Midtropospheric CO2 concentration retrieval from AIRS observations in the tropics



[1] Midtropospheric carbon dioxide (CO2) concentration is retrieved in the tropics [20S:20N], over sea, at night, for the period April to October 2003 from the Atmospheric Infrared Sounder (AIRS) observations. The method relies on a non-linear regression inference scheme using neural networks. A rough estimate of the mean precision of the method is about 2.5 ppmv (0.7%). The retrieved seasonal cycle and its latitudinal dependence agree well with aircraft CO2 in situ measurements made at the same altitude range. Maps produced on a monthly basis at a resolution of 15° × 15°, although not yet fully understood, show good agreement with known characteristics of CO2 distribution reflecting both atmospheric transport and surface fluxes (fossil fuel emissions, biomass burning, air-surface gas exchanges).

1. Introduction

[2] Knowledge of today's carbon sources and sinks, their spatial distribution and their variability in time is essential for predicting the future carbon dioxide (CO2) atmospheric concentration levels. The distribution of atmospheric CO2 reflects both spatial and temporal evolutions as well as the magnitude of surface fluxes [Tans et al., 1990]. In principle, it is thus possible to estimate these fluxes from atmospheric CO2 concentration, provided that atmospheric transport can be accurately modelled. However, this approach is currently limited by the sparse and uneven distribution of the global flask sampling programs. Densely sampling the atmosphere in time and space, satellite measurements of the distribution of global atmospheric CO2 concentration would in principle fill this gap in scale [Rayner and O'Brien, 2001].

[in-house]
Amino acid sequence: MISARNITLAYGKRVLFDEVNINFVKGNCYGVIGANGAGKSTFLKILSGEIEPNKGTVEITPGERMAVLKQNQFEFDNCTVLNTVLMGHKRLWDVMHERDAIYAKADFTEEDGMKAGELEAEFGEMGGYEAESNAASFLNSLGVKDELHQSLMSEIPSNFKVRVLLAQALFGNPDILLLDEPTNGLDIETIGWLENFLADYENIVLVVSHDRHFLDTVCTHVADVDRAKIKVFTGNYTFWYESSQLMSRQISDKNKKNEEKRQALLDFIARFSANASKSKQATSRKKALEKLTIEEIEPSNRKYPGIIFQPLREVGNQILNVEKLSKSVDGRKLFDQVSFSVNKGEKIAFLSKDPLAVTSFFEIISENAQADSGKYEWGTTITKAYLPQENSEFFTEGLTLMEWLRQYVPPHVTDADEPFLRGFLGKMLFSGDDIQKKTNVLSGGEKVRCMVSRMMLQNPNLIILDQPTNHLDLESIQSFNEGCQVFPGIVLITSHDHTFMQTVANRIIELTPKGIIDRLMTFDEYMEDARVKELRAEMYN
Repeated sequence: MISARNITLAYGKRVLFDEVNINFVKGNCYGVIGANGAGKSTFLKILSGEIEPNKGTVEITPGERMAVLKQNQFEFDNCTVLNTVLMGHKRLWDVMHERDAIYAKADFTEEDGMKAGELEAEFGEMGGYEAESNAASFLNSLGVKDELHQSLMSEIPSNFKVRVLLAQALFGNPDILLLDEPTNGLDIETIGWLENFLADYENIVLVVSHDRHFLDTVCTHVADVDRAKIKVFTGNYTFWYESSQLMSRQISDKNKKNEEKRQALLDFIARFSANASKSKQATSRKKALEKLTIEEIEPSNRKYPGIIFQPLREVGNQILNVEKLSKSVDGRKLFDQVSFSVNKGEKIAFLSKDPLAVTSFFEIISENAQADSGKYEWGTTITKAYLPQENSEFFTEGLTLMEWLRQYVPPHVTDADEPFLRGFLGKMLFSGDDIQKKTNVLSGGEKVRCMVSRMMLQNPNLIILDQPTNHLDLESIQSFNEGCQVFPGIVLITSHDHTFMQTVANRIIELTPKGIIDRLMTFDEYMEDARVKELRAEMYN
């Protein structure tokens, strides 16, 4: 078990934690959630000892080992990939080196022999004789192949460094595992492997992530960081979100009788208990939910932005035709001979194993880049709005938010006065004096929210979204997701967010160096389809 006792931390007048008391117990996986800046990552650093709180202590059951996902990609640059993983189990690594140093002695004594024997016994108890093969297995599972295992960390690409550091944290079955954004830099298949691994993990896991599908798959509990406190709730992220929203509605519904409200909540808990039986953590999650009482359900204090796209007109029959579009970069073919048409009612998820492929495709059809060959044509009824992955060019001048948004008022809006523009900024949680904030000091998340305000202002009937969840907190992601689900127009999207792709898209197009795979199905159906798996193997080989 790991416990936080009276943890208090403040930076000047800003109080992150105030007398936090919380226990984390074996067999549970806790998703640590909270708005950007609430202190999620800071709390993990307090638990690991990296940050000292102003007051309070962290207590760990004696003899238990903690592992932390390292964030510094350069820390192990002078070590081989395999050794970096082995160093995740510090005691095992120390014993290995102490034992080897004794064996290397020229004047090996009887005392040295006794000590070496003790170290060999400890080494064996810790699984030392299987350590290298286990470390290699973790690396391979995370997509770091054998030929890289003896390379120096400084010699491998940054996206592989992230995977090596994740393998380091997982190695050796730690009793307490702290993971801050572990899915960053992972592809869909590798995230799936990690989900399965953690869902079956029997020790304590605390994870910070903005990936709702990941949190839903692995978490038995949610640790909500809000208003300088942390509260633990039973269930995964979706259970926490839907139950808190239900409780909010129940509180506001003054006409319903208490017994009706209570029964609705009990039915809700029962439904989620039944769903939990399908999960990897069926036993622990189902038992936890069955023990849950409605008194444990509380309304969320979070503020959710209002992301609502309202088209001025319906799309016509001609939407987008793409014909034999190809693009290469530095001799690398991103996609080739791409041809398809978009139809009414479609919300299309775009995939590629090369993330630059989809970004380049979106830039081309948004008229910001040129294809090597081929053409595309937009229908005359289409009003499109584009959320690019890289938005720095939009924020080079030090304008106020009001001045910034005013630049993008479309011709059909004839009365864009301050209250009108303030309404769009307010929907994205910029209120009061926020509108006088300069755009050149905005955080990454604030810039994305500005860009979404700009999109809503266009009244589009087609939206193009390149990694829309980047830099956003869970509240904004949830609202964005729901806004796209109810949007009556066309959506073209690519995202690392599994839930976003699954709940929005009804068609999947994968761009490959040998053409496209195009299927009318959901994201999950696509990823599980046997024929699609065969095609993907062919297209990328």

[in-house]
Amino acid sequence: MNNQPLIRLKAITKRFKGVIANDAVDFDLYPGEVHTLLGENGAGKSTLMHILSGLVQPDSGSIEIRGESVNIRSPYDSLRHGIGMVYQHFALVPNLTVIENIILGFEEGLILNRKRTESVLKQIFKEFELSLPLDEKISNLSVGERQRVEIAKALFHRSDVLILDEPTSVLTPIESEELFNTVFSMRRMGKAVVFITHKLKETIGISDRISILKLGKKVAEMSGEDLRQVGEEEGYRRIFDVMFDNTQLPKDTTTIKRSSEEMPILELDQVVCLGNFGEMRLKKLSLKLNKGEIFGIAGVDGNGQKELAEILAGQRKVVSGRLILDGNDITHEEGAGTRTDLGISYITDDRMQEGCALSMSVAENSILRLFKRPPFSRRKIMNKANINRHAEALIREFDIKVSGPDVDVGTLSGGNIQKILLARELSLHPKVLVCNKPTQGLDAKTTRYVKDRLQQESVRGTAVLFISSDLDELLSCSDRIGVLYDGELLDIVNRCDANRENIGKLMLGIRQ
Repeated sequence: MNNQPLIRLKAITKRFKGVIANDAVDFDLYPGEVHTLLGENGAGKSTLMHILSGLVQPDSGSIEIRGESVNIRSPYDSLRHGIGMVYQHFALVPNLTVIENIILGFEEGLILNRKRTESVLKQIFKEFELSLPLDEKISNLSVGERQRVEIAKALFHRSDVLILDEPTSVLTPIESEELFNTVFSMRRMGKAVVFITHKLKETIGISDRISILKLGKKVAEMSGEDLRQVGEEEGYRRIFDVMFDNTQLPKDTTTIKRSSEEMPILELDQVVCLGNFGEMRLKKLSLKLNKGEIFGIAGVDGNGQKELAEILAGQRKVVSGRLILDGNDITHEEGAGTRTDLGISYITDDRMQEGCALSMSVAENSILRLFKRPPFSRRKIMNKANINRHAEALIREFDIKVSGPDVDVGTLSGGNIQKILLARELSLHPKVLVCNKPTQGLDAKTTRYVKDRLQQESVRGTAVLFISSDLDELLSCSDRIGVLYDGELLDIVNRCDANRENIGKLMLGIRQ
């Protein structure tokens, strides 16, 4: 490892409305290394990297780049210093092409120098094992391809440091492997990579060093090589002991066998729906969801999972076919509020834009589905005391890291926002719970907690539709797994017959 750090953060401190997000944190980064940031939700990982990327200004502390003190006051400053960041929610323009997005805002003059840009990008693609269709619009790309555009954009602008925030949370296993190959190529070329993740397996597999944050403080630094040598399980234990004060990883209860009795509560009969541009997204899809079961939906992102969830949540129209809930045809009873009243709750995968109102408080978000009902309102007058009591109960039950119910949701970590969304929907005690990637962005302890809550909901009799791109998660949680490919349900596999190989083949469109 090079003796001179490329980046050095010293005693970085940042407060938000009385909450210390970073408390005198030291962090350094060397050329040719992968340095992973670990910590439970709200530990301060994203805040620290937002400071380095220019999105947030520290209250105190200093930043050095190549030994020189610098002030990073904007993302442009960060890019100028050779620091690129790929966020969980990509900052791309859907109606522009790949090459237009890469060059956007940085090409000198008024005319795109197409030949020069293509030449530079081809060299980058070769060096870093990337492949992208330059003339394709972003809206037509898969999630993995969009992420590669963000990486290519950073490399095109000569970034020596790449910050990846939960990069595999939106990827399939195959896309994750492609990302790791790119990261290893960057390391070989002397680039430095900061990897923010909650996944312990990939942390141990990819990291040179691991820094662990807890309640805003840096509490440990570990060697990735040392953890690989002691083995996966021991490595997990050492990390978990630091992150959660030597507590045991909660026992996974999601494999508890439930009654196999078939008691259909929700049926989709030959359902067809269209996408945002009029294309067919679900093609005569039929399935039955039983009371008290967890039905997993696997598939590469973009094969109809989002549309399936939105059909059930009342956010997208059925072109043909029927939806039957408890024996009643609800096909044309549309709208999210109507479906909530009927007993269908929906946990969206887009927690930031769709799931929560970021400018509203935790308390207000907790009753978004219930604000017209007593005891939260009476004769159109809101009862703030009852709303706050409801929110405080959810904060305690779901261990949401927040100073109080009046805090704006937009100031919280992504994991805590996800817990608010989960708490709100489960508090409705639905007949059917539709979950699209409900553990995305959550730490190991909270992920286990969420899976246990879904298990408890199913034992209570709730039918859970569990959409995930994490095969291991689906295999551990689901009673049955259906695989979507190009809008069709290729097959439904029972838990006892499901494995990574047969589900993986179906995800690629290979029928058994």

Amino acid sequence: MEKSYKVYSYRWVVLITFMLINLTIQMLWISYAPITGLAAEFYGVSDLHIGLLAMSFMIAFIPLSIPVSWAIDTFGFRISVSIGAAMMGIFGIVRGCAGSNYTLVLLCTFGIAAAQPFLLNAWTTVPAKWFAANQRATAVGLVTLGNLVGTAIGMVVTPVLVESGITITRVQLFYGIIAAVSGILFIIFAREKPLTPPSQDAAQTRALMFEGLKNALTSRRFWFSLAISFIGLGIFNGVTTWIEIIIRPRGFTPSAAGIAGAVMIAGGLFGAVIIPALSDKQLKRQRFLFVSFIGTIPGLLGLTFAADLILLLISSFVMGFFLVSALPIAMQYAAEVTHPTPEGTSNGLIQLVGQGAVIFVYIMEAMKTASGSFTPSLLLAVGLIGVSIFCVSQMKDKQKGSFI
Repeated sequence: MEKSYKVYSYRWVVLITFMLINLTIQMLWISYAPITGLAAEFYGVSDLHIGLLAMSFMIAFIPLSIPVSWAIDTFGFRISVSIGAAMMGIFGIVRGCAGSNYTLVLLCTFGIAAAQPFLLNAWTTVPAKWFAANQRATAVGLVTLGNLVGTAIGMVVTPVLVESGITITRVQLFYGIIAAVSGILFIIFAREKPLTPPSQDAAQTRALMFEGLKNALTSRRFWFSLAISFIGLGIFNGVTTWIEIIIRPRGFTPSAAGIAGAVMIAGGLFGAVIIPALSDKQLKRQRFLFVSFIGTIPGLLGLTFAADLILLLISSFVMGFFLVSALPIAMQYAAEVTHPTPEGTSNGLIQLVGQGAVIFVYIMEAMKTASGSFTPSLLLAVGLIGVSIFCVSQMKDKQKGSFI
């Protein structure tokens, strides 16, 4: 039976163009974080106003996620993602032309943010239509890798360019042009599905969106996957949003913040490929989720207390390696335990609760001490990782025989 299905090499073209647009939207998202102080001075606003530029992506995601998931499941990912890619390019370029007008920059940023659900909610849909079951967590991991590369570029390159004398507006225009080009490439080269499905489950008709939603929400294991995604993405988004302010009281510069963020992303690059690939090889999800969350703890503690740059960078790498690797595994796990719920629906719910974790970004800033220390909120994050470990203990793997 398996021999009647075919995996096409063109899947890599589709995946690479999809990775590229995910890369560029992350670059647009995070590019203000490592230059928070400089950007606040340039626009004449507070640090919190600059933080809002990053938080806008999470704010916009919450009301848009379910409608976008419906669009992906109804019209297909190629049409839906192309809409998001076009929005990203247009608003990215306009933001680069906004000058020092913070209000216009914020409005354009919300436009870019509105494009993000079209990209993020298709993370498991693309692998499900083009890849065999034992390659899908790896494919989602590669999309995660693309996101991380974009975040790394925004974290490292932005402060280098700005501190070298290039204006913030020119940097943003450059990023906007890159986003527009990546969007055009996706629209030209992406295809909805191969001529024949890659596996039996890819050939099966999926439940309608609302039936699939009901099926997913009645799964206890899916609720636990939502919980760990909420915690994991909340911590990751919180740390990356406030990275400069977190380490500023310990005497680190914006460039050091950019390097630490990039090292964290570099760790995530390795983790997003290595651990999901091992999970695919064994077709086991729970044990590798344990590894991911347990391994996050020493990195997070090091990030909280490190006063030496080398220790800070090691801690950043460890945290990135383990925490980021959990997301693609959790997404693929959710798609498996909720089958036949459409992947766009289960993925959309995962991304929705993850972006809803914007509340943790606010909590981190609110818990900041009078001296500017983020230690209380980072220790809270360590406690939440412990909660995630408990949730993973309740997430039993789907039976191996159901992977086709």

[3] The feasibility of retrieving CO2 and other trace-gas concentrations from space observations in the infrared has been demonstrated by Chédin et al. [2002, 2003] using the NOAA TOVS instruments. For the first time, 4 years of monthly mean midtropospheric CO2 concentration were retrieved from TOVS infrared and microwave observations over the tropics [20S:20N] for the period July 1987–June 1991. A rough estimate of the method-induced standard deviation of these retrievals was of the order of 3 ppmv (less than 1%).

[4] With its 2378 channels covering most of the infrared spectrum at a very high spectral resolution, the Atmospheric Infrared Sounder (AIRS), launched onboard the NASA's Aqua platform in May 2002, gives the opportunity to use channels specifically sensitive to CO2 and well covering the mid-to-high troposphere. Also flying onboard Aqua, the Advanced Microwave Sounding Unit (AMSU), with its 15 channels, provides microwave observations coupled with those of AIRS.

[5] Infrared CO2 sensitive channels are also and much more sensitive to temperature. Hence, the simultaneous use of infrared measurements, sensitive to both temperature and CO2 variations, and of microwave measurements, only sensitive to temperature, allows separating these two effects.

[6] As compared to other regions, the tropics present a greater tropospheric temperature stability. Therefore, the separation between CO2 and temperature variations is easier. The study is thus limited to the latitudinal band [20S:20N]. Retrieving CO2 concentrations in the tropical zone is important for two reasons: the flask network is the least efficient in this part of the globe [Rayner and O'Brien, 2001] and the strong convective vertical mixing existing in the tropics rapidly transmits surface carbon flux variations to that part of the atmosphere seen by AIRS.